Student Development Center at LDS Business College

Career Development Curriculum
University Business, August 2013
LDS Business College
Program Category: 

Until recently, LDS Business College in Salt Lake City focused its career preparation resources on the typical strategies. Career Services’ two counselors prepared 2,200 students for post-college job searches. They helped students craft résumés, write cover letters, and practice interviews through career prep courses and in-person appointments.

Each semester, an estimated 130 students took advantage of one-on-one counseling and 20 students participated in courses. Also, semi-annual job fairs on campus drew around 100 students. Challenged to do more with less, the college revamped Career Services, spearheaded by career counselor Barbara Thompson under the direction of her former supervisor, Craig Nelson, vice president of advancement, who oversees the Employment Center, and continuing under her current supervisor, Adrian Juchau, chief student services officer. Both centers play an important role in helping students prepare for employment.

The college started by leveraging existing assets, especially courses into which career prep lessons could be included. Thompson developed 13 career development milestones that were woven into the curriculum in 2012. “Instead of getting students into a career prep course, we got career prep into many more courses,” she says. Some faculty questioned the value of that process, but a few semesters later, “they are converts.”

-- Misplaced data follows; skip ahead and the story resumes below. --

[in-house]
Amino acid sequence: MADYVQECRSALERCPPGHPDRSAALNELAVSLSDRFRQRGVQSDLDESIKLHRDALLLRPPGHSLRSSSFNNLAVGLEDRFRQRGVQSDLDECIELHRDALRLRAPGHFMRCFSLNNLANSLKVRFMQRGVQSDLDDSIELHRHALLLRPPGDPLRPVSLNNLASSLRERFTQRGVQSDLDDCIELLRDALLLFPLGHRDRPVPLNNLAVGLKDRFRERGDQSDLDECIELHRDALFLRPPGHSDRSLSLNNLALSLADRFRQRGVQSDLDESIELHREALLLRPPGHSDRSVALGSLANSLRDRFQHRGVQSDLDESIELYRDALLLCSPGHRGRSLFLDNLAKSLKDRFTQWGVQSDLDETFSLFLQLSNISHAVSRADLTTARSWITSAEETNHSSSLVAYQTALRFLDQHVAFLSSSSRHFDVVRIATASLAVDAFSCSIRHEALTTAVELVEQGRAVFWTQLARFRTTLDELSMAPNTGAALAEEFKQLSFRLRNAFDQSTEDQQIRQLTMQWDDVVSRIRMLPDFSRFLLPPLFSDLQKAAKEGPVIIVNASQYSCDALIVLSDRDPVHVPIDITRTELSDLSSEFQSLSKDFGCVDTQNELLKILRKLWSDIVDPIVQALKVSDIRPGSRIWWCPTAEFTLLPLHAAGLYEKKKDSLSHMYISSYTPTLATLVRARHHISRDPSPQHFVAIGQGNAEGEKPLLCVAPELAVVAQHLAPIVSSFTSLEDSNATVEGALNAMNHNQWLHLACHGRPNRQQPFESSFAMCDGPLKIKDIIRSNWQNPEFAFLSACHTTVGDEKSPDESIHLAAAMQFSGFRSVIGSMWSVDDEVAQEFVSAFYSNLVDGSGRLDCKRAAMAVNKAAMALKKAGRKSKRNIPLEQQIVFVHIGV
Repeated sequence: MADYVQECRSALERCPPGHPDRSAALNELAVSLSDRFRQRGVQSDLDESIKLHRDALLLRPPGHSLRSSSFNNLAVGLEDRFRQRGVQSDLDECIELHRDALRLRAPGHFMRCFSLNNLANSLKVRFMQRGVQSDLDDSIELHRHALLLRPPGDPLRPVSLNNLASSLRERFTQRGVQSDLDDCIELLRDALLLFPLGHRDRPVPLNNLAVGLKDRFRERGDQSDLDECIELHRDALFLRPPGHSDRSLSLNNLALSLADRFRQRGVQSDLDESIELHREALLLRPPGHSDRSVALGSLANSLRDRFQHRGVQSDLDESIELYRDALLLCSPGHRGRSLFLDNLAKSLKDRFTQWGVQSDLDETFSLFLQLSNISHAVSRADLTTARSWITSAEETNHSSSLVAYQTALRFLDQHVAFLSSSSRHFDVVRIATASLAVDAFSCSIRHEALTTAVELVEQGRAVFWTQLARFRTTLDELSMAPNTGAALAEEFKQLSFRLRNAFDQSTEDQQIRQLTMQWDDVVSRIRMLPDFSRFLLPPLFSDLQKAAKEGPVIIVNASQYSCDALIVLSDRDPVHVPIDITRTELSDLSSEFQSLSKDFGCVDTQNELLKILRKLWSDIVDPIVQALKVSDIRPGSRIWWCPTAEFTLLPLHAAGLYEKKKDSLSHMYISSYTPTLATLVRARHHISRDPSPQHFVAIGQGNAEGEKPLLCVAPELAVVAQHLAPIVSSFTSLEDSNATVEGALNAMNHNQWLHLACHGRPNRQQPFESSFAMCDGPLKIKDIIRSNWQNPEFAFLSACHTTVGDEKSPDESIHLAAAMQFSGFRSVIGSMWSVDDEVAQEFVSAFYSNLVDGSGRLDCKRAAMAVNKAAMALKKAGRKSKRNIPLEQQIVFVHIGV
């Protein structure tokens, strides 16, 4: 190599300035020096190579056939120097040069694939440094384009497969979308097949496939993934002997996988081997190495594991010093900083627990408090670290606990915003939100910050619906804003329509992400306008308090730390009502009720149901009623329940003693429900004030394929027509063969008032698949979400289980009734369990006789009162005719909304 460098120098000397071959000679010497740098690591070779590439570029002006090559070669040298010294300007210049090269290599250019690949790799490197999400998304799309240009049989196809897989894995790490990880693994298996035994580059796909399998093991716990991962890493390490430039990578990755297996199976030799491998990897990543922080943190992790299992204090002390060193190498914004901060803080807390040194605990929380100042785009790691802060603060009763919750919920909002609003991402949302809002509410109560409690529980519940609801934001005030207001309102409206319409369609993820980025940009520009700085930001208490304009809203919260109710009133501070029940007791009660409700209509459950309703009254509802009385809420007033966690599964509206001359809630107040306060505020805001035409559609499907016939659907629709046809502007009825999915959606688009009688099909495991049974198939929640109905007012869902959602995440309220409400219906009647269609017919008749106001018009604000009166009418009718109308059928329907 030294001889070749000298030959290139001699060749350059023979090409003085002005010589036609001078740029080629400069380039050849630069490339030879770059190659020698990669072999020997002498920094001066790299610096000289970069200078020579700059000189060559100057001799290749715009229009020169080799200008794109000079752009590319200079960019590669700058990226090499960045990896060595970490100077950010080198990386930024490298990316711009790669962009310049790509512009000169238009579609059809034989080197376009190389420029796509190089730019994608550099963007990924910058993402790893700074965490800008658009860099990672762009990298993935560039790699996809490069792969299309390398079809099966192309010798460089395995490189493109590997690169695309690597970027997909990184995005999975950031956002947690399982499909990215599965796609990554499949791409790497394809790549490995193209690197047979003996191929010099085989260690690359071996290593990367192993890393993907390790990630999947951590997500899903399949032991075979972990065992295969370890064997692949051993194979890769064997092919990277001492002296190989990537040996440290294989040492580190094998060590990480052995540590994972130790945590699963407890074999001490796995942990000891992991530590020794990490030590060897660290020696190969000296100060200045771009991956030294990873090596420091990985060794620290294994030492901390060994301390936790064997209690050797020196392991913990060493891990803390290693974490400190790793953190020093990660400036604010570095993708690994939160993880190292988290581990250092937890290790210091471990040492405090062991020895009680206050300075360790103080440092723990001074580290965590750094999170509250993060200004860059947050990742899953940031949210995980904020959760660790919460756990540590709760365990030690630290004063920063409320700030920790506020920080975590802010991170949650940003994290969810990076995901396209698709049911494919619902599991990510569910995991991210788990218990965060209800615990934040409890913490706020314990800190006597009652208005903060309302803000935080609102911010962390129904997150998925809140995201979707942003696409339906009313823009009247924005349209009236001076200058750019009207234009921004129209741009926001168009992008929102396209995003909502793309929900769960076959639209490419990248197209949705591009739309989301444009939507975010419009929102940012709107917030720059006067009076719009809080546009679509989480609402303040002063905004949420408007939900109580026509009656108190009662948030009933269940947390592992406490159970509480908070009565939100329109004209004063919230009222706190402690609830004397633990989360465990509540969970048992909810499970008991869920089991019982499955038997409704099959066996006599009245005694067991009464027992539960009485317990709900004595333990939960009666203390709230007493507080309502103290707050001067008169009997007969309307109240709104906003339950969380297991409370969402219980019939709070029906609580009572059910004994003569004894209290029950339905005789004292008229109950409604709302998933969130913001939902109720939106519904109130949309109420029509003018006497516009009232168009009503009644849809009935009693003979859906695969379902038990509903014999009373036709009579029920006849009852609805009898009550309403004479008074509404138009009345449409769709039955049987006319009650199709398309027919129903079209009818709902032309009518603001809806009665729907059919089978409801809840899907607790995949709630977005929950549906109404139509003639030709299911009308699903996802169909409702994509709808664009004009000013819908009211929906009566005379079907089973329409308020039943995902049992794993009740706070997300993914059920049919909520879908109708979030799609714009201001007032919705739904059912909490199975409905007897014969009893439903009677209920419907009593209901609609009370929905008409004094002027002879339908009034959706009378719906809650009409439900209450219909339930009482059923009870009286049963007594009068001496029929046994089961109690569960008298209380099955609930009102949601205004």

Besides serving more students, this new approach allowed LDSBC to expand and enhance the depth and breadth of training students were receiving. New units on networking, and presenting themselves professionally in person and online were added. And faculty had the flexibility to teach lessons in class, assign as homework, ask Thompson to guest teach, or send students to a career development conference hosted by the college. Each unit requires one to two hours of study.

Thompson curated online resources for students and faculty, shared YouTube videos, and tapped into tech teaching site Lynda.com, to which students have access. She created a career development milestones training resource to aid faculty in providing industry and career information to students and developed a system to train students, faculty, and volunteers to provide one-on-one consultations. And resources were centralized to help students better prepare for a scheduled consultation and get the most out of the counseling session.

Finally, the traditional career fair model was replaced by the Career Development Conference in 2012 to attract more students and provide more useful instruction and connections. Working with community HR experts, industry professionals, and faculty, the conference, which spans two days and replaces regularly scheduled classes, serves 2,000 students, instead of the 100 who used to attend the fair.

Now, Juchau says, students are taught how to fix their résumés themselves and are expected to prepare for counseling sessions by watching videos and completing online modules “ahead of time,” says Juchau, rather than simply arriving at an appointment.

By spreading responsibility for preparing students for careers throughout the college, rather than retaining it as the sole job of one career counselor, LDSBC has increased student involvement in the process and enhanced the quality of the services they receive, all without adding staff or expensive technology.

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